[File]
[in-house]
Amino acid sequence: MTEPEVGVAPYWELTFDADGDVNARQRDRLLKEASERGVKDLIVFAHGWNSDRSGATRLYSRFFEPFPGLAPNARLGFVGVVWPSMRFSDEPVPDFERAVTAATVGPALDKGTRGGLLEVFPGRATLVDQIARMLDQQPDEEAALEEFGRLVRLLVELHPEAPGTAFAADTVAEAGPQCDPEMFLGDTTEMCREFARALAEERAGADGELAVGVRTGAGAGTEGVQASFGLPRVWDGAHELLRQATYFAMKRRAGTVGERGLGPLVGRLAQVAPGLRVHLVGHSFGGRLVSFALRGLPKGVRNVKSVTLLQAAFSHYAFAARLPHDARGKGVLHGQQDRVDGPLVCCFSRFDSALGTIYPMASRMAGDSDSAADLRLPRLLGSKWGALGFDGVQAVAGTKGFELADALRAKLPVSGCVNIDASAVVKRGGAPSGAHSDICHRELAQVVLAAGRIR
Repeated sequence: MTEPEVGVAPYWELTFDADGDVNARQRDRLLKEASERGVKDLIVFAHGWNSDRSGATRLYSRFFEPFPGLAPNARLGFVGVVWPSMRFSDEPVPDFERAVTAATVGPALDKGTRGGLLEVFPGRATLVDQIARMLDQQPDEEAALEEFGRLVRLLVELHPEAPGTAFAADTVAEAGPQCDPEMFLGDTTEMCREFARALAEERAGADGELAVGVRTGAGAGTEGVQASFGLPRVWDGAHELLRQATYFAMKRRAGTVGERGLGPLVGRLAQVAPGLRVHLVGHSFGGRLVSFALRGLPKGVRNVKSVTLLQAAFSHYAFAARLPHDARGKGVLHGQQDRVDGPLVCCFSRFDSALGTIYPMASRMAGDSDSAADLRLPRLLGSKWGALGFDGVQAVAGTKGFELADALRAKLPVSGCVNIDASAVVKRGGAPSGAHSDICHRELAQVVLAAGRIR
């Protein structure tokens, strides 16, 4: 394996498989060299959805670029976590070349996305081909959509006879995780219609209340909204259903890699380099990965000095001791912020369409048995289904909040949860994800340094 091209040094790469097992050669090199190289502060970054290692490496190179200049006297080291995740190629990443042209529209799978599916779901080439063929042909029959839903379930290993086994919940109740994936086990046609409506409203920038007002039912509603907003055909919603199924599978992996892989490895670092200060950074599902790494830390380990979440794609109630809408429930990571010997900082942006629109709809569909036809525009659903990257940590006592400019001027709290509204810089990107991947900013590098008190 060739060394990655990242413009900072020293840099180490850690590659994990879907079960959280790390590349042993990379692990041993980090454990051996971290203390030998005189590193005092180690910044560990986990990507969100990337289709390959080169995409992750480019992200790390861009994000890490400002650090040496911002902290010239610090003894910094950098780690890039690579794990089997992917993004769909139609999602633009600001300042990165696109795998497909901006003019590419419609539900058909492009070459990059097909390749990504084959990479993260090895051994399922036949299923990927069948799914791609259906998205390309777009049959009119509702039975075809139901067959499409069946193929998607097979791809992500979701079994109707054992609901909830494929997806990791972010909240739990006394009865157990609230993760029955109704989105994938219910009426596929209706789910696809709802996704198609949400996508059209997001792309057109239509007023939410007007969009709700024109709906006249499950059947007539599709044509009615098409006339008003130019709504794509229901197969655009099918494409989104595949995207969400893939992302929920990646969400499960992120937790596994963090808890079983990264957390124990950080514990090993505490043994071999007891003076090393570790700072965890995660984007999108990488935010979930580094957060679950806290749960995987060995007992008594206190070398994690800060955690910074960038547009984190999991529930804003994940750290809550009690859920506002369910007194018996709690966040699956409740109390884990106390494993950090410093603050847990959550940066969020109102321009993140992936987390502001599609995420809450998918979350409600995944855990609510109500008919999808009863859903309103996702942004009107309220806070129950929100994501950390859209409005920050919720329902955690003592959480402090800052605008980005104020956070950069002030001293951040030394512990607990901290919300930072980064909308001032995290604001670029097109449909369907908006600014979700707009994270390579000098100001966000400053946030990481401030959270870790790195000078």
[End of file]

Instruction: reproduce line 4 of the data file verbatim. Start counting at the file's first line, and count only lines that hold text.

């Protein structure tokens, strides 16, 4: 394996498989060299959805670029976590070349996305081909959509006879995780219609209340909204259903890699380099990965000095001791912020369409048995289904909040949860994800340094 091209040094790469097992050669090199190289502060970054290692490496190179200049006297080291995740190629990443042209529209799978599916779901080439063929042909029959839903379930290993086994919940109740994936086990046609409506409203920038007002039912509603907003055909919603199924599978992996892989490895670092200060950074599902790494830390380990979440794609109630809408429930990571010997900082942006629109709809569909036809525009659903990257940590006592400019001027709290509204810089990107991947900013590098008190 060739060394990655990242413009900072020293840099180490850690590659994990879907079960959280790390590349042993990379692990041993980090454990051996971290203390030998005189590193005092180690910044560990986990990507969100990337289709390959080169995409992750480019992200790390861009994000890490400002650090040496911002902290010239610090003894910094950098780690890039690579794990089997992917993004769909139609999602633009600001300042990165696109795998497909901006003019590419419609539900058909492009070459990059097909390749990504084959990479993260090895051994399922036949299923990927069948799914791609259906998205390309777009049959009119509702039975075809139901067959499409069946193929998607097979791809992500979701079994109707054992609901909830494929997806990791972010909240739990006394009865157990609230993760029955109704989105994938219910009426596929209706789910696809709802996704198609949400996508059209997001792309057109239509007023939410007007969009709700024109709906006249499950059947007539599709044509009615098409006339008003130019709504794509229901197969655009099918494409989104595949995207969400893939992302929920990646969400499960992120937790596994963090808890079983990264957390124990950080514990090993505490043994071999007891003076090393570790700072965890995660984007999108990488935010979930580094957060679950806290749960995987060995007992008594206190070398994690800060955690910074960038547009984190999991529930804003994940750290809550009690859920506002369910007194018996709690966040699956409740109390884990106390494993950090410093603050847990959550940066969020109102321009993140992936987390502001599609995420809450998918979350409600995944855990609510109500008919999808009863859903309103996702942004009107309220806070129950929100994501950390859209409005920050919720329902955690003592959480402090800052605008980005104020956070950069002030001293951040030394512990607990901290919300930072980064909308001032995290604001670029097109449909369907908006600014979700707009994270390579000098100001966000400053946030990481401030959270870790790195000078």